If the Nielsen ratings for Monday night's mayoral debate are an indication, there is tremendous interest in the Democratic primary.
The hourlong debate among Lawrence A. Bell III, Martin O'Malley and Carl Stokes was seen in about 68,000 area homes, according to overnight figures. That translates to a third-place overall finish behind "ABC Monday Night Football," which was seen in 73,000 homes, and the CBS sitcoms "King of Queens" and "Thanks," which were seen in 94,000 homes.
The size of the audience is especially impressive when you consider that the debate is mainly of concern to Baltimore city residents only, and that Baltimore city makes up just under one-fourth (24.1 percent) of the Baltimore television market.
"Given that the debate was of special interest to only 24.1 percent of the total market, I would have to say that is a tremendous audience for a political debate," said Sharon Walz, research director at WBAL (Channel 11), which carried the debate. Kweisi Mfume, NAACP president and the man many wanted to see as Baltimore's next mayor, moderated the telecast.
As for the telecast itself, the kindest thing I can say is that it was wildly overproduced, with all the introductory reports and back and forth from the anchor team of Rod Daniels and Marianne Banister. Wouldn't it have been nice if WBAL would have used the full hour to let Mfume ask questions and the candidates debate rather than trying to showcase its anchor team?
This is not a knock on the performances of Banister and Daniels, but their very presence was a distraction. And every moment with their blah-blah-blah anchor-talk was a moment lost from the debate. To make matters worse, the station staged it so that their anchors were closer to us than the debaters and moderators, as if this was a network anchor team at a national convention translating what it all means for us politically naive fools out in television land.
The public comes first in the terms "public affairs" and "public service." Neither has anything to do with promoting your news product. Political information already comes with more than enough media spin and filters, thank you. I didn't need another set in the form of Daniels and Bannister Monday night.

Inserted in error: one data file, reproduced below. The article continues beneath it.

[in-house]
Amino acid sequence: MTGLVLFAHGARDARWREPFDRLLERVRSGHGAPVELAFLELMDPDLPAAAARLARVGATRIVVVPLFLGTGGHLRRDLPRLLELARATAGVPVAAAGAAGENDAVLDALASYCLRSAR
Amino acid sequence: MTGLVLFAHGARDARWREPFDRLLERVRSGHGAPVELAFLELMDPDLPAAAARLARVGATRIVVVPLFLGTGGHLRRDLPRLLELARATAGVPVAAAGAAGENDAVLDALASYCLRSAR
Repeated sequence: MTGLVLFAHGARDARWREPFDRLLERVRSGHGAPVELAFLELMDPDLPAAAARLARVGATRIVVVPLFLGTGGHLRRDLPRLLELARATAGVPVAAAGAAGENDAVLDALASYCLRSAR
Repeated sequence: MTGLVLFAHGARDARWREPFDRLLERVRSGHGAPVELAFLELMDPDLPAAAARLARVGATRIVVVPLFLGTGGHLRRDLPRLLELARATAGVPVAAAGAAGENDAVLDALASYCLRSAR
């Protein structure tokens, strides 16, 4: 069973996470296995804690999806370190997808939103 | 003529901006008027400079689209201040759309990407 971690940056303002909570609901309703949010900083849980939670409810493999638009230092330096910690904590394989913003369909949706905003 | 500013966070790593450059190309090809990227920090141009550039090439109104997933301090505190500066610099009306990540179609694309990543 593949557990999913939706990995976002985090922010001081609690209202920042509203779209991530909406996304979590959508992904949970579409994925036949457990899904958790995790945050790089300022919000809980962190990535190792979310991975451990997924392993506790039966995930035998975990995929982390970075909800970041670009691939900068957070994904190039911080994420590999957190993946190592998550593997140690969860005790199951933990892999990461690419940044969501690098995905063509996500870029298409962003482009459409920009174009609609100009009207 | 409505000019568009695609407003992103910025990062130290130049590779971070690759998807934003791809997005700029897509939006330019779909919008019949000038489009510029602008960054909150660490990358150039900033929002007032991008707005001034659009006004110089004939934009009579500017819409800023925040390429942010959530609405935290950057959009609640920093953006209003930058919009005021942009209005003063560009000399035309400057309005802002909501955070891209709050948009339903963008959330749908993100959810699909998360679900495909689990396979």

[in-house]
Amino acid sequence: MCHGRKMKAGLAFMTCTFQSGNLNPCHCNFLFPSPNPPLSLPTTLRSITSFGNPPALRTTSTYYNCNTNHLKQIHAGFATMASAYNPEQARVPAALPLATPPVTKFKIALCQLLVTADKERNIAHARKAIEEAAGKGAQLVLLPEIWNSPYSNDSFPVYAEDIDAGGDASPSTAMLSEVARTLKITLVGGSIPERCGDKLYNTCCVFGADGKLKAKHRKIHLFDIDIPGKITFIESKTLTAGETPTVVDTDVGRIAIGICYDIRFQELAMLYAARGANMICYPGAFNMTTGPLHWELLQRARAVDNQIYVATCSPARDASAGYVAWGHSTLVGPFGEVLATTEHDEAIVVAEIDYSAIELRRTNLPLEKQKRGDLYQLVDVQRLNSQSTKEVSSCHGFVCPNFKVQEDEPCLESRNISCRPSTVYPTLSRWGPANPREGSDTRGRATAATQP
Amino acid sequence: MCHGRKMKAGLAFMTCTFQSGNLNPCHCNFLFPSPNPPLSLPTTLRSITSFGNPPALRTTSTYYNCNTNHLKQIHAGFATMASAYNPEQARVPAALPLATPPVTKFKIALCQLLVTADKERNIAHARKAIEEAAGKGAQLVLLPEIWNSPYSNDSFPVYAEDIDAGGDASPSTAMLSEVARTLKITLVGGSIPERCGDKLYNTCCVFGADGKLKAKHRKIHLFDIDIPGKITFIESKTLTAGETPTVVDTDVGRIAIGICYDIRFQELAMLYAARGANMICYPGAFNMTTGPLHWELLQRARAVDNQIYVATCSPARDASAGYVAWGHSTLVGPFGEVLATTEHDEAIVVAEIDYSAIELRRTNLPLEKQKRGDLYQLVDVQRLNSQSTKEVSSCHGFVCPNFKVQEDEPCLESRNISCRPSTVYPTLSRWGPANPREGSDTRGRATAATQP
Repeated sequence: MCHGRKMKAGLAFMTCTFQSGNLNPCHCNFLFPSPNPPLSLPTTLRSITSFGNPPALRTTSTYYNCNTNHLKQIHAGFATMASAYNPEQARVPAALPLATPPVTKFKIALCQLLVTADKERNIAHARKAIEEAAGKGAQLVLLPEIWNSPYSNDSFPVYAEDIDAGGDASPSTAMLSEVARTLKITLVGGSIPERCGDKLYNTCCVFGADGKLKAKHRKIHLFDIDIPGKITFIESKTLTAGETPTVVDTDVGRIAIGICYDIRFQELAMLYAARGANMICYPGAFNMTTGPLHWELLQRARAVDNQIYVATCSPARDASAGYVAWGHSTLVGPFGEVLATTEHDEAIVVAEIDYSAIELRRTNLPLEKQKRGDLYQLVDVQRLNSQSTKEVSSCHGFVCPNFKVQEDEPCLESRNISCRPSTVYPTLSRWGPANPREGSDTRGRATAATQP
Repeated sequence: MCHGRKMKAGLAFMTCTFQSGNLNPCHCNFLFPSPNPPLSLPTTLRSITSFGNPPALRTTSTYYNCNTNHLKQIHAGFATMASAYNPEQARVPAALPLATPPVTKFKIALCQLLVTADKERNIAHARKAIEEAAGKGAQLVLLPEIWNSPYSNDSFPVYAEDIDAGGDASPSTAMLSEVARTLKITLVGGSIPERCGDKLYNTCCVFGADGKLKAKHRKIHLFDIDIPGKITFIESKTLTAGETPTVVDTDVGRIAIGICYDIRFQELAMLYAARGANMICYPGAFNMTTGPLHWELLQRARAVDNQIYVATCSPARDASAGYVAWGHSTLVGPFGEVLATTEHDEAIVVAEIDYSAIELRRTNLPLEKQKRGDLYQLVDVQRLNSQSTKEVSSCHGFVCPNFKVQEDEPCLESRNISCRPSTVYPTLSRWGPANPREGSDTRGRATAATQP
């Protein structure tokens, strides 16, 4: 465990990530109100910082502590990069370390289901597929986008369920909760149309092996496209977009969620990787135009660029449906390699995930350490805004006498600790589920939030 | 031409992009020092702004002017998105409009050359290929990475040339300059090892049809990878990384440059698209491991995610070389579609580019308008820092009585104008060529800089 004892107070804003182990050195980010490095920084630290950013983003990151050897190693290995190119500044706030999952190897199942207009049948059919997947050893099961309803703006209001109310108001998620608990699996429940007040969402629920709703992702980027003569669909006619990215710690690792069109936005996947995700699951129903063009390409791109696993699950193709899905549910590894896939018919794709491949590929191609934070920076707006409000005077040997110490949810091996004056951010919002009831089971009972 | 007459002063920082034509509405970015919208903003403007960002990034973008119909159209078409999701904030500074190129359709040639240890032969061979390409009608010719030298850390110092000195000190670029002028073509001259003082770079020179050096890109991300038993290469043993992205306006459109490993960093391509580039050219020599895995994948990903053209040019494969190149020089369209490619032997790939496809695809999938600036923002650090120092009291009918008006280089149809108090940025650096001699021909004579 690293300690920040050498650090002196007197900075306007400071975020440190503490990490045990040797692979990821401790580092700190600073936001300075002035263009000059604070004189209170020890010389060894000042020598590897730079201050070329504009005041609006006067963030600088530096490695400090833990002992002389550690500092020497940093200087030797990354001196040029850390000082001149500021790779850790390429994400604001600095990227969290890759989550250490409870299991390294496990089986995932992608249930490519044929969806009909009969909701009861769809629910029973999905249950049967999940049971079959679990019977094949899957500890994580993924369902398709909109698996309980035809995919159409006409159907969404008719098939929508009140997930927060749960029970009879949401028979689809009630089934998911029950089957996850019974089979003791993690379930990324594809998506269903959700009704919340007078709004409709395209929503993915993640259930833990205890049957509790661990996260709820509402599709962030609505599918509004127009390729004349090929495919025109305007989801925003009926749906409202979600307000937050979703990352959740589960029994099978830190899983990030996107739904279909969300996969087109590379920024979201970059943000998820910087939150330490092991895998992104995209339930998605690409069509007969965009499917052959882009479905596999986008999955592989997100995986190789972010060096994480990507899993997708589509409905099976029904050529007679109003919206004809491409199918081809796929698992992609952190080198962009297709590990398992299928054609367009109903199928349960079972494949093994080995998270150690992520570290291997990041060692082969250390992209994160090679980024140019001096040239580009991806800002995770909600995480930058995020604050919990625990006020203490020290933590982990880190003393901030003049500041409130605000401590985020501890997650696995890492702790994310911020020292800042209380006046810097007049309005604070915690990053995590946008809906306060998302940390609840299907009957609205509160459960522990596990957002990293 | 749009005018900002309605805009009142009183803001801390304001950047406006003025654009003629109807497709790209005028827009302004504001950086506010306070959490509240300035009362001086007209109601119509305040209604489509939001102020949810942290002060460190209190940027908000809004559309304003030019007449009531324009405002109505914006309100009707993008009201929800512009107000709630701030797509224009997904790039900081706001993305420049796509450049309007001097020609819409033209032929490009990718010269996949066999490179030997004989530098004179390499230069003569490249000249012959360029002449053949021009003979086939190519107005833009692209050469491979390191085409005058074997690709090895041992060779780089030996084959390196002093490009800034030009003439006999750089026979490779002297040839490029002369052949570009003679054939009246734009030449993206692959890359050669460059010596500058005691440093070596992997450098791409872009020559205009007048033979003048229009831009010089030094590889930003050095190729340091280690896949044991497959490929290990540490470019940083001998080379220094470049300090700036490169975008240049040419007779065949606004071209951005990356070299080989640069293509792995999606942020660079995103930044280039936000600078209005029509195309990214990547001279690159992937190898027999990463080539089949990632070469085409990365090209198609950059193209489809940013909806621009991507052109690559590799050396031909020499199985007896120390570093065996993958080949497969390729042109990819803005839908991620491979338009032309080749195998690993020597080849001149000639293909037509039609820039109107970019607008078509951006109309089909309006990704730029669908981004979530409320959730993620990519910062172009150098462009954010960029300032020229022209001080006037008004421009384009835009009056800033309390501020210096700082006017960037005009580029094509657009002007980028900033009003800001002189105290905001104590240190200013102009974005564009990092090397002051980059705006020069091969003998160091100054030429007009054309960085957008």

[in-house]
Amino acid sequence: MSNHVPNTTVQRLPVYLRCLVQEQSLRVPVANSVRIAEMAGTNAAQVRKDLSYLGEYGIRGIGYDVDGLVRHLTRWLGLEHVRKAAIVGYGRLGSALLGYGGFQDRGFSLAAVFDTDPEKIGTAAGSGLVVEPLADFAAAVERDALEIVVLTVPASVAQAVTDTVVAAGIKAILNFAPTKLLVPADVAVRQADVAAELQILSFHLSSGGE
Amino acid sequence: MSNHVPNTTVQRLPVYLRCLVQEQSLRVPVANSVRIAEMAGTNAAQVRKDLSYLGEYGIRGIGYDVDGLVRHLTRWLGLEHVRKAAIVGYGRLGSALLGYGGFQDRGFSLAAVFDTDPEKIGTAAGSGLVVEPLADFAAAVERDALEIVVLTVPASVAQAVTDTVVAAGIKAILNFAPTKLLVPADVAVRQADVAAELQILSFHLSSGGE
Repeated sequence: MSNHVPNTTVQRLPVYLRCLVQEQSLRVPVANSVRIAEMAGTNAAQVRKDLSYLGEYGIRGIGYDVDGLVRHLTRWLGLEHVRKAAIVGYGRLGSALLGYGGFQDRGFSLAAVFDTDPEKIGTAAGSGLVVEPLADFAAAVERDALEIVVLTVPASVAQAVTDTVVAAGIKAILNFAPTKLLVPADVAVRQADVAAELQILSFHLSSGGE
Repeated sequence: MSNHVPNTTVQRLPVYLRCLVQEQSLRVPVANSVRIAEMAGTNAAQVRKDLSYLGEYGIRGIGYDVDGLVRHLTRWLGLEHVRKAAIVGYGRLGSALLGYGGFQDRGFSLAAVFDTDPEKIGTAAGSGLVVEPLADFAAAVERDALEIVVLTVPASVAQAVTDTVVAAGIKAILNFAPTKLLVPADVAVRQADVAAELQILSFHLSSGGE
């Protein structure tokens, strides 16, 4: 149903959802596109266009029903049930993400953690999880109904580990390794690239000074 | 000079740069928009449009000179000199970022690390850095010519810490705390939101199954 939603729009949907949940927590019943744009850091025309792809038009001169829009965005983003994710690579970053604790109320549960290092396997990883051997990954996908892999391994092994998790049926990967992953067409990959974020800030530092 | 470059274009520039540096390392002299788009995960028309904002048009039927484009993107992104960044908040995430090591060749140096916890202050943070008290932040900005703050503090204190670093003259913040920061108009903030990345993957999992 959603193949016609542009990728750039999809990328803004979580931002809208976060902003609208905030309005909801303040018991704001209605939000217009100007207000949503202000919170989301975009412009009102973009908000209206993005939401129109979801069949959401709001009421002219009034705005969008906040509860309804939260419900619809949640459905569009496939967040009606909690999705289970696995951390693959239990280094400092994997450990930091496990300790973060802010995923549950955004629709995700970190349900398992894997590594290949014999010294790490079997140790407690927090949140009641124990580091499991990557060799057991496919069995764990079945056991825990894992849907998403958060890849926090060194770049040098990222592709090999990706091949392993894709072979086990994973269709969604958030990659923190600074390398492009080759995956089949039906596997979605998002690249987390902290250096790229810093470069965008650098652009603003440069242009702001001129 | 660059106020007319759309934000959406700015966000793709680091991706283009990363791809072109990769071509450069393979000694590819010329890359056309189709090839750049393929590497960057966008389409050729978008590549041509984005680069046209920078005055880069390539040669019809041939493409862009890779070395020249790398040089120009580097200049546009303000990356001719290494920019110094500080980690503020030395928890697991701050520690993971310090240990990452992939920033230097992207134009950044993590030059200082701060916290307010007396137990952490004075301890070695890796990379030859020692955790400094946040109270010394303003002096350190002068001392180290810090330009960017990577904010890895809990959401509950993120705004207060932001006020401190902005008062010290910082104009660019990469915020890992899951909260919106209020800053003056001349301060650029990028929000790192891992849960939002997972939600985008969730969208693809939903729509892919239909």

Wrestling wins big ratings
UPN has been getting smacked by the critics since it announced that it was bringing wrestling to prime time this season. But the struggling network had the first laugh last week when the premiere of "WWF Smackdown!" set ratings records.
In Baltimore, "Smackdown!" scored the highest rating ever for a Thursday night in prime time for WUTB (Channel 24), with an audience of about 58,000 homes. That's more than double what most of the network's prime-time programming has averaged here.
Nationally, "Smackdown!" was No. 1 with teens and young men 18 to 34 years of age, the target audience. While series like "Dilbert" and "Moesha" did better overall in their premieres, the ratings for "Smackdown!" were among the best the network had ever achieved with teens and young men.
Furthermore, in head-to-head competition, "Smackdown!" almost doubled the audience for the "WCW Thunder" wrestling show on cable's Superstation TBS, according to Nielsen Media Research.
UPN officials acknowledge that "Smackdown!" is up mainly against reruns at this point and that nobody's going to call it a hit until it wins those kinds of ratings against new fall programs on the other networks.
"But I'd have to say we're feeling pretty optimistic about `Smackdown!' based on last week's numbers," UPN vice president Patti McTeague said yesterday.
During an interview in Los Angeles last month, Dean Valentine, the head of UPN, said he believes there is a "disconnect" between the press and the "guys who watch wrestling" when it comes to understanding the appeal of the sport. Valentine had come under fire a few days earlier during a press conference for calling wrestling "soap opera for guys."
As he explained it, "I think one of the reasons the WWF has been so successful and revolutionized the genre is that they developed a way of telling stories between the actual bouts. It's really become a soap opera for guys -- for young guys -- and it's all the things that apply in a one-hour show: character, storytelling and jeopardy now applied to wrestling on a week-to-week basis."
I think I know the story UPN is trying to tell young men with the full-page ad it is running in TV Guide this week for "Smackdown!" The ad features leather-clad female wrestler Chyna proudly standing with her boot on the chest of a male wrestler, who is lying on the mat looking up at her. She's in a two-piece leather outfit.